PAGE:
Colour is vital to me. I use paints, inks, dyes and pure pigments to build up intense and glowing but (I hope) subtle colours. Many of my pieces are made on my own hand-cast cotton paper which offers a seductive texture to work on, and can be moulded and manipulated.
I constantly experiment with materials and techniques, juxtaposing throwaway or reclaimed materials with costly ones such as pure pigments and gold and silver leaf. I often make art out of, or about, things other people throw away – the detritus of life. So long as it doesn’t rot, fade or rub off I’ll consider it.
I spent much of my early childhood in Germany and Africa – where I read every book on my parents’ shelves, loved the patterns and colours all round me and learned to make lino-cuts.
We returned to a dark rainy London where I was befriended at school by an inspirational, kindly art teacher, Meriel Cardew (wife of the potter Michael). I had singing lessons next door at the Guildhall School of Music. But I was firmly steered into an academic path by school and parents and became a university lecturer on medieval French literature (wonderful, by the way) though I never stopped trying to make art.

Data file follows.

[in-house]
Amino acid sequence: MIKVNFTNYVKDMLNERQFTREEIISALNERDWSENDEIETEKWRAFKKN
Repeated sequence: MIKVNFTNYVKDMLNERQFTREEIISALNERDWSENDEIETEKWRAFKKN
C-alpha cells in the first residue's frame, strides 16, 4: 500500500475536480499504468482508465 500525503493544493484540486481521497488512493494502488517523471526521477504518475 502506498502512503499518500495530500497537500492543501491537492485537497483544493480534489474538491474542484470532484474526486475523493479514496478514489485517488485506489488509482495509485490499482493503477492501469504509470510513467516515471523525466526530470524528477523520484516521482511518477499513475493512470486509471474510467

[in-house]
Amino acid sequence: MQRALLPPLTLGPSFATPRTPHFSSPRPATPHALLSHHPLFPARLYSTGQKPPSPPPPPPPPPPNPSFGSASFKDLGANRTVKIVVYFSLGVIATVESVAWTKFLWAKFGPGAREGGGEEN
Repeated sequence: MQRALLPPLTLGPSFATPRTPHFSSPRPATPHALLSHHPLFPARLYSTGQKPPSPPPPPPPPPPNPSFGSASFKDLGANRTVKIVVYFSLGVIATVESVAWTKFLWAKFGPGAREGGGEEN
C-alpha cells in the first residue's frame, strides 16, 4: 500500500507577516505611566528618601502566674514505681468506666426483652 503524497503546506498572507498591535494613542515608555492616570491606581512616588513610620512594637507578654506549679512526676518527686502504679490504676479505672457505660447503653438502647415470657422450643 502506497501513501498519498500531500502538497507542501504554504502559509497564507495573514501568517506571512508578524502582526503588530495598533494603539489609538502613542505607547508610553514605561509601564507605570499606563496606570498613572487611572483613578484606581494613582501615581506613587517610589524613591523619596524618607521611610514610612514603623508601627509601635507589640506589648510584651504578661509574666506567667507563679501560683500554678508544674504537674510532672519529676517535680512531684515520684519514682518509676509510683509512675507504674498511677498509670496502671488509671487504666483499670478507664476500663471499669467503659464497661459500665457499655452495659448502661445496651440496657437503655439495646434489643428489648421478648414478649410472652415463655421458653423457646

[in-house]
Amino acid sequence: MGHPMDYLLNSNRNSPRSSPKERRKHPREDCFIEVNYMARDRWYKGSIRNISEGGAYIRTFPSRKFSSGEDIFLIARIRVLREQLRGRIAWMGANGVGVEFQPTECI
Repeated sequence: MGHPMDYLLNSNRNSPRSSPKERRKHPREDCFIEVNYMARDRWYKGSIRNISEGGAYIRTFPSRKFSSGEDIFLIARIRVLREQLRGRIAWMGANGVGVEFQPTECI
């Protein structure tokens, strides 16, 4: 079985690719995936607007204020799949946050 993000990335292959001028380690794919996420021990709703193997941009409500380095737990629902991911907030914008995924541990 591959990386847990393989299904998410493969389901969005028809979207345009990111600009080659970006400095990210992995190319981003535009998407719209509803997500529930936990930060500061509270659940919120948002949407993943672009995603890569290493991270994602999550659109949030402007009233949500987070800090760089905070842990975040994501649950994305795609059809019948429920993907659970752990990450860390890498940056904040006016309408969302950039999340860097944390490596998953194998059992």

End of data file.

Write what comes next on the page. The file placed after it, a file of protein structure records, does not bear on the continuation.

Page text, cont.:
I finally turned seriously to art in the mid-90s, after courses in Art and Design, Textiles and Ceramics at Newark and Sherwood College. I won a prize which to my horror involved creating a mural 8’x24’ for a local firm! My City and Guilds design work was then shortlisted for a medal, which gave me confidence to continue. My first solo show soon followed and I have been exhibiting and selling work ever since.
I’ve shown work all over the UK, with many solo exhibitions in private and public galleries. I’ve undertaken commissions, workshops and projects and talks. I’ve helped to run Open Studio schemes and now take part in the Brighton Festival. I regularly show work at the Affordable and other Art Fairs. My work is in private and public collections all over the world.